One of the key campaigns of Sinn Fein has been collusion. Indeed there are a number of cases in train where there is strong suspicion of collusion between loyalist paramilitaries and British security forces. The murder of Pat Finucane, Seamus Ludlow and the Dublin and Monaghan bombings. However, Anthony McIntyre argues that, from a Republican point of view, British penetration of the IRA may have been even more damaging to its cause.
…agent infiltration is par for the course. Just over five years ago, the late journalist Jack Holland sat in my living room while he and I conversed on his book Hope Against History. I expressed the view that his was one of the few narratives to puncture the peace process myth that the Provisional IRA had settled for an honourable compromise. Without equivocation, he had written that the organisation had been defeated. Even if the template intellectually underpinning the Good Friday Agreement had always been considered a victory for the British and a defeat for republicans, it was easier to pretend in 2000 that the achievement of an all-island Republic remained a work in progress. By 2006 no amount of shifting goalposts can conceal the paucity of such suggestions.
Interested to know why I agreed with his assessment, Holland pressed me to detail my thoughts on the reasons behind the IRA defeat. I explained that the array of forces ranged against it was too strong and the leadership was forced to settle up on terms devised by the British state as far back as 1973. It had more of the failure about it than a sell-out. He demurred.
Some time earlier he had co-authored the book Phoenix. It was a biographical account of Ian Phoenix, a RUC superintendent killed in the 1994 Mull of Kintyre helicopter crash. Having accessed the personal notebook of Ian Phoenix, Holland rapidly immersed himself in the detail of IRA susceptibility to penetration. It quickly emerged that a central player in Belfast who met at least one or another senior republican leader on a daily basis was in the pay of Ian Phoenix. The RUC had extensive knowledge in advance of the bulk of the IRA’s Belfast operations. Those they decided not to thwart, they allowed proceed in order to protect their agent. In Holland’s view it was impossible for the IRA to avoid defeat if penetrated at that level.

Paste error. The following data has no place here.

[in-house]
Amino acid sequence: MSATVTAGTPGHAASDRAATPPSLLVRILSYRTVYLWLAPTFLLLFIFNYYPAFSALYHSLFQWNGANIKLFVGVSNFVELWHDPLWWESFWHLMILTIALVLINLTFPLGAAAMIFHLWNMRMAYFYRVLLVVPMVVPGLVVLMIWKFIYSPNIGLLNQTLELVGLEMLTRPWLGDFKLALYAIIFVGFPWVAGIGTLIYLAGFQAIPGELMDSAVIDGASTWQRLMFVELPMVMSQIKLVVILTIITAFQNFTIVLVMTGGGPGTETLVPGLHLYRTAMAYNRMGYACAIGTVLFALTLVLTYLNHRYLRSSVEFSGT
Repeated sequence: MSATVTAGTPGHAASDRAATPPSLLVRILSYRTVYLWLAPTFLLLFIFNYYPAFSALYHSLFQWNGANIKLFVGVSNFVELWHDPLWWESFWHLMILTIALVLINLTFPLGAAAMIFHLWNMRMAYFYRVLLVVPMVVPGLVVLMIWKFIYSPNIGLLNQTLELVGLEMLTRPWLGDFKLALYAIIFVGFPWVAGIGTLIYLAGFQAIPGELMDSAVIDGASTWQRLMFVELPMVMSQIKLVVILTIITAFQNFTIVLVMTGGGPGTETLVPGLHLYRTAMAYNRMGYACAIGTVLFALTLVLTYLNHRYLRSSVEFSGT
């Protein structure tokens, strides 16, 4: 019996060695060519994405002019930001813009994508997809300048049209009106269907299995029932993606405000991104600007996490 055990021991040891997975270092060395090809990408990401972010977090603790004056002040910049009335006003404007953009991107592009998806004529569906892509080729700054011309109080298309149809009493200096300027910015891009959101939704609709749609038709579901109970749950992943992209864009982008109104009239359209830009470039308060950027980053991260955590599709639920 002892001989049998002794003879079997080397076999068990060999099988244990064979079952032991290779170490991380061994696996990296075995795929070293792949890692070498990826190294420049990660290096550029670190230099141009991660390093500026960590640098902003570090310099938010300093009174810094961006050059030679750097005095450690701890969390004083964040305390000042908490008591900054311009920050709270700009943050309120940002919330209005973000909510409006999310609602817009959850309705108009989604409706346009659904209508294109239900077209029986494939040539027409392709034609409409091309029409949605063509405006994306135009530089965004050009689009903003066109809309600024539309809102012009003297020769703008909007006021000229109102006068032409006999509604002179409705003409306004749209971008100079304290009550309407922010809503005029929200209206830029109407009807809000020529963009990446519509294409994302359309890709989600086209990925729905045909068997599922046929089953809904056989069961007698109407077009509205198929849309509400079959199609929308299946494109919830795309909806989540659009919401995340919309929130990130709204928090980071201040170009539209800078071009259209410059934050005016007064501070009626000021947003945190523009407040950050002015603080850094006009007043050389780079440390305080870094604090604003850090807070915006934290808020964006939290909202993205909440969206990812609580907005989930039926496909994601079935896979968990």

Ostensibly, the IRA sussed out many agents in its ranks. But few seem to have occupied positions of leadership. Who today would say with certainty that any of those foot soldiers put to death for informing were in fact guilty? The IRA’s word on the matter can no longer mean anything, the lie having come to define republicanism in its current form. The families of those ‘executed’ for alleged informing carried the mark of Cain within republican communities. Yet their loved ones may have been sent to walk the plank by senior figures who hoisted the Jolly Roger rather than the tricolour.
Mick is founding editor of Slugger. He has written papers on the impacts of the Internet on politics and the wider media and is a regular guest and speaking events across Ireland, the UK and Europe. Twitter: @MickFealty